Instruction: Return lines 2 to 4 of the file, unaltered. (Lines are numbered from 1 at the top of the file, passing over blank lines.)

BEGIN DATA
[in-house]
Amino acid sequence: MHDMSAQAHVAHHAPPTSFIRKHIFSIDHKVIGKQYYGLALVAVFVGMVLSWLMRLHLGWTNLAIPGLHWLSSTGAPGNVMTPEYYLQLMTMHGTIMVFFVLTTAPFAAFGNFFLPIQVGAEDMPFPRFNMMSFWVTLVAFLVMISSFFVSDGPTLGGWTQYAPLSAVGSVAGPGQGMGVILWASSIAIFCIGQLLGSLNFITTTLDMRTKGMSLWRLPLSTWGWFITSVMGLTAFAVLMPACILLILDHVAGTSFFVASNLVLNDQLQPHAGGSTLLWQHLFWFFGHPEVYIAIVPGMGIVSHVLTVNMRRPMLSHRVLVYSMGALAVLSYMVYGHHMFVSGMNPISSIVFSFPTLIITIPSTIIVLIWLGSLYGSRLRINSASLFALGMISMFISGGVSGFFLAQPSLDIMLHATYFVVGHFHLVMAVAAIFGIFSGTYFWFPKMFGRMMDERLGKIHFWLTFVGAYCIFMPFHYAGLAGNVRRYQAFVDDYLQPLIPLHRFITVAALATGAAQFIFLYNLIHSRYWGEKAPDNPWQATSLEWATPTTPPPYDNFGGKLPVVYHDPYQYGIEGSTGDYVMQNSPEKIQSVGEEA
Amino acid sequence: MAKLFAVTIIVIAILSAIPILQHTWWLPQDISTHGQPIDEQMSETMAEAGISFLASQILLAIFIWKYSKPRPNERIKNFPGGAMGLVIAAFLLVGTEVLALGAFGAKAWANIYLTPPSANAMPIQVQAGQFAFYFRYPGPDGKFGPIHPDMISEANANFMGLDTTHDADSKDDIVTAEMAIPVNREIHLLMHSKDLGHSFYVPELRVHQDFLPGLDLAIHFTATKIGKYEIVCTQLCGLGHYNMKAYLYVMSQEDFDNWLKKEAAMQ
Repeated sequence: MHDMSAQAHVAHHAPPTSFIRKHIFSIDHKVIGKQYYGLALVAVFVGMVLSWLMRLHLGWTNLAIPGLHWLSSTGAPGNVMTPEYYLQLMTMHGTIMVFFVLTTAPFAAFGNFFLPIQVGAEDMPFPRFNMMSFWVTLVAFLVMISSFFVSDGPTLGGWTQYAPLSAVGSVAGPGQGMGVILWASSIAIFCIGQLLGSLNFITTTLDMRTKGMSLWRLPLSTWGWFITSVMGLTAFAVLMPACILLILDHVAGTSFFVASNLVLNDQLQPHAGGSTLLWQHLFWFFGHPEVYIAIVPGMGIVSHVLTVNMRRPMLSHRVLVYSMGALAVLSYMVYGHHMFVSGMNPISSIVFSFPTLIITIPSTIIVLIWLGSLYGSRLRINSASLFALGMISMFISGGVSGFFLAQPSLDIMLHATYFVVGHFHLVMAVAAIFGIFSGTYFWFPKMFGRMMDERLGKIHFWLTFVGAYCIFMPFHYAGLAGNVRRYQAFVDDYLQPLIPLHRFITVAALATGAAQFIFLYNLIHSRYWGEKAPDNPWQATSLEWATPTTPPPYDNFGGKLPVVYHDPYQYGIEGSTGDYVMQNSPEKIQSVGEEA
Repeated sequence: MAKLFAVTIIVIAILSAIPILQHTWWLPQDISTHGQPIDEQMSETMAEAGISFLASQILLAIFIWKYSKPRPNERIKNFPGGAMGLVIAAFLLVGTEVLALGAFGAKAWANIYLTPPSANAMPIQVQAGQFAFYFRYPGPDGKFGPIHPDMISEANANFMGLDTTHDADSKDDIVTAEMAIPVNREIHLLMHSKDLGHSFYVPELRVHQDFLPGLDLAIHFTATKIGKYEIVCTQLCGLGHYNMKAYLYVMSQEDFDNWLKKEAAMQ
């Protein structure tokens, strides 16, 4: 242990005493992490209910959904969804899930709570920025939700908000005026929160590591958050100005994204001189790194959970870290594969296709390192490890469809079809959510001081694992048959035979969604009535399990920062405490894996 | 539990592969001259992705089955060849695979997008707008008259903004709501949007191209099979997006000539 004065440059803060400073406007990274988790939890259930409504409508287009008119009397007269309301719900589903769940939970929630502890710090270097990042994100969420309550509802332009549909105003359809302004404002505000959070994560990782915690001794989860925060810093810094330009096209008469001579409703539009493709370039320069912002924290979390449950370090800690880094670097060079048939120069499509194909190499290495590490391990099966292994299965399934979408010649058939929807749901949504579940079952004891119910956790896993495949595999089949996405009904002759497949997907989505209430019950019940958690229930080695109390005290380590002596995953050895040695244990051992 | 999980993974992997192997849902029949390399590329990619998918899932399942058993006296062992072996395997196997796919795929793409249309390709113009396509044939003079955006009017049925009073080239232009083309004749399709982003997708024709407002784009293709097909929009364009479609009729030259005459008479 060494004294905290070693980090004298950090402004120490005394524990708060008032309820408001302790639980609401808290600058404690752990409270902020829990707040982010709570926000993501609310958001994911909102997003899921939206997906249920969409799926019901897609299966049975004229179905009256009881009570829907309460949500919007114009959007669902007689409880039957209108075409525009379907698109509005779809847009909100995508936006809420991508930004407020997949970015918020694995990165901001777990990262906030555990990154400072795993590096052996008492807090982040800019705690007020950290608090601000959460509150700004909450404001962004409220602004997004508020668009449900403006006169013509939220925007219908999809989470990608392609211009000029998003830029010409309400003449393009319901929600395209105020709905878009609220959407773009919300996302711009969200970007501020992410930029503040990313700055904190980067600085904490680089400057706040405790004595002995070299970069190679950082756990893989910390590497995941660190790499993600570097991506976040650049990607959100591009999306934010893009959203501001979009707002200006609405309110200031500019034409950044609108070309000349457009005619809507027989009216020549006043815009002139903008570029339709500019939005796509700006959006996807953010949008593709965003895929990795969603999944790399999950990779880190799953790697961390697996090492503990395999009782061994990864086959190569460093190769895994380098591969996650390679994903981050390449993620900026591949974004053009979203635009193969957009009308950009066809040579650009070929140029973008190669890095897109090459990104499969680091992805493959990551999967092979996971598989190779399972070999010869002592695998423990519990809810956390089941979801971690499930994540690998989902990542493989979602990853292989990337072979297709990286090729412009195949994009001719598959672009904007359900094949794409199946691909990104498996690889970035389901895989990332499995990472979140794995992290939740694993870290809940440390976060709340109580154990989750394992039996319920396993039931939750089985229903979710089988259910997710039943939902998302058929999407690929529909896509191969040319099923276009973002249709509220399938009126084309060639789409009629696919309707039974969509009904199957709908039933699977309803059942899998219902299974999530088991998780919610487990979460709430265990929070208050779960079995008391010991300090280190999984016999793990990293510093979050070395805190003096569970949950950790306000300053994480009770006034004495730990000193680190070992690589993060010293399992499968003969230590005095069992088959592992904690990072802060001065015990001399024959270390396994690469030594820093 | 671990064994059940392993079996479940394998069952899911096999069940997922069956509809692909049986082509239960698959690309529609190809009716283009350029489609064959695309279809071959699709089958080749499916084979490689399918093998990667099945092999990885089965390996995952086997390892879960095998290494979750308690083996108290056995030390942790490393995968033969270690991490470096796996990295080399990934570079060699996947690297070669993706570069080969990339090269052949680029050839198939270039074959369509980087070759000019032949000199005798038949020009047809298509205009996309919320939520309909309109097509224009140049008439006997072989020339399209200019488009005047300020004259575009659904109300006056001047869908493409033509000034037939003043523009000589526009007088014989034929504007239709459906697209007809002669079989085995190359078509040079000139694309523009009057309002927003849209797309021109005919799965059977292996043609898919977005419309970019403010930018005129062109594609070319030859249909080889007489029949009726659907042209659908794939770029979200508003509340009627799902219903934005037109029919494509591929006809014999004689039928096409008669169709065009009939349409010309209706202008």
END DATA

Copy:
Amino acid sequence: MHDMSAQAHVAHHAPPTSFIRKHIFSIDHKVIGKQYYGLALVAVFVGMVLSWLMRLHLGWTNLAIPGLHWLSSTGAPGNVMTPEYYLQLMTMHGTIMVFFVLTTAPFAAFGNFFLPIQVGAEDMPFPRFNMMSFWVTLVAFLVMISSFFVSDGPTLGGWTQYAPLSAVGSVAGPGQGMGVILWASSIAIFCIGQLLGSLNFITTTLDMRTKGMSLWRLPLSTWGWFITSVMGLTAFAVLMPACILLILDHVAGTSFFVASNLVLNDQLQPHAGGSTLLWQHLFWFFGHPEVYIAIVPGMGIVSHVLTVNMRRPMLSHRVLVYSMGALAVLSYMVYGHHMFVSGMNPISSIVFSFPTLIITIPSTIIVLIWLGSLYGSRLRINSASLFALGMISMFISGGVSGFFLAQPSLDIMLHATYFVVGHFHLVMAVAAIFGIFSGTYFWFPKMFGRMMDERLGKIHFWLTFVGAYCIFMPFHYAGLAGNVRRYQAFVDDYLQPLIPLHRFITVAALATGAAQFIFLYNLIHSRYWGEKAPDNPWQATSLEWATPTTPPPYDNFGGKLPVVYHDPYQYGIEGSTGDYVMQNSPEKIQSVGEEA
Amino acid sequence: MAKLFAVTIIVIAILSAIPILQHTWWLPQDISTHGQPIDEQMSETMAEAGISFLASQILLAIFIWKYSKPRPNERIKNFPGGAMGLVIAAFLLVGTEVLALGAFGAKAWANIYLTPPSANAMPIQVQAGQFAFYFRYPGPDGKFGPIHPDMISEANANFMGLDTTHDADSKDDIVTAEMAIPVNREIHLLMHSKDLGHSFYVPELRVHQDFLPGLDLAIHFTATKIGKYEIVCTQLCGLGHYNMKAYLYVMSQEDFDNWLKKEAAMQ
Repeated sequence: MHDMSAQAHVAHHAPPTSFIRKHIFSIDHKVIGKQYYGLALVAVFVGMVLSWLMRLHLGWTNLAIPGLHWLSSTGAPGNVMTPEYYLQLMTMHGTIMVFFVLTTAPFAAFGNFFLPIQVGAEDMPFPRFNMMSFWVTLVAFLVMISSFFVSDGPTLGGWTQYAPLSAVGSVAGPGQGMGVILWASSIAIFCIGQLLGSLNFITTTLDMRTKGMSLWRLPLSTWGWFITSVMGLTAFAVLMPACILLILDHVAGTSFFVASNLVLNDQLQPHAGGSTLLWQHLFWFFGHPEVYIAIVPGMGIVSHVLTVNMRRPMLSHRVLVYSMGALAVLSYMVYGHHMFVSGMNPISSIVFSFPTLIITIPSTIIVLIWLGSLYGSRLRINSASLFALGMISMFISGGVSGFFLAQPSLDIMLHATYFVVGHFHLVMAVAAIFGIFSGTYFWFPKMFGRMMDERLGKIHFWLTFVGAYCIFMPFHYAGLAGNVRRYQAFVDDYLQPLIPLHRFITVAALATGAAQFIFLYNLIHSRYWGEKAPDNPWQATSLEWATPTTPPPYDNFGGKLPVVYHDPYQYGIEGSTGDYVMQNSPEKIQSVGEEA